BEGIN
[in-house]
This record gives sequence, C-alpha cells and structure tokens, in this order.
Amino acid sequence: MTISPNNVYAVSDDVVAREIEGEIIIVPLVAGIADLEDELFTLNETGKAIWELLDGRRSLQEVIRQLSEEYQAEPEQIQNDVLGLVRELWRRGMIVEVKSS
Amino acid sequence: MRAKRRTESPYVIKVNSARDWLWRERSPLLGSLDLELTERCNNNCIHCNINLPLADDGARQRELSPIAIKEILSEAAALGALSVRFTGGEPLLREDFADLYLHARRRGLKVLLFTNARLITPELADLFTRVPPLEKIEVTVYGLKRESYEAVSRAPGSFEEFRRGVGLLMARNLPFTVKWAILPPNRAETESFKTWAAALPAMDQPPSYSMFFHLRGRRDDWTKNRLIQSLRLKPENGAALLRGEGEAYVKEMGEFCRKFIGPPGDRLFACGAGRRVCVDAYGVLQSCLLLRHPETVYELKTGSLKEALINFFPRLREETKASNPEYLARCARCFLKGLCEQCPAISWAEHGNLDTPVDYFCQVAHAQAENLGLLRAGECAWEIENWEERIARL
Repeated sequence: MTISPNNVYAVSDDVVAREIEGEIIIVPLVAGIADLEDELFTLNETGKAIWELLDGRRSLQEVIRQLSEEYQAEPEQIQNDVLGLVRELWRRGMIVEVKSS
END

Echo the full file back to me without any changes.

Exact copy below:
[in-house]
This record gives sequence, C-alpha cells and structure tokens, in this order.
Amino acid sequence: MTISPNNVYAVSDDVVAREIEGEIIIVPLVAGIADLEDELFTLNETGKAIWELLDGRRSLQEVIRQLSEEYQAEPEQIQNDVLGLVRELWRRGMIVEVKSS
Amino acid sequence: MRAKRRTESPYVIKVNSARDWLWRERSPLLGSLDLELTERCNNNCIHCNINLPLADDGARQRELSPIAIKEILSEAAALGALSVRFTGGEPLLREDFADLYLHARRRGLKVLLFTNARLITPELADLFTRVPPLEKIEVTVYGLKRESYEAVSRAPGSFEEFRRGVGLLMARNLPFTVKWAILPPNRAETESFKTWAAALPAMDQPPSYSMFFHLRGRRDDWTKNRLIQSLRLKPENGAALLRGEGEAYVKEMGEFCRKFIGPPGDRLFACGAGRRVCVDAYGVLQSCLLLRHPETVYELKTGSLKEALINFFPRLREETKASNPEYLARCARCFLKGLCEQCPAISWAEHGNLDTPVDYFCQVAHAQAENLGLLRAGECAWEIENWEERIARL
Repeated sequence: MTISPNNVYAVSDDVVAREIEGEIIIVPLVAGIADLEDELFTLNETGKAIWELLDGRRSLQEVIRQLSEEYQAEPEQIQNDVLGLVRELWRRGMIVEVKSS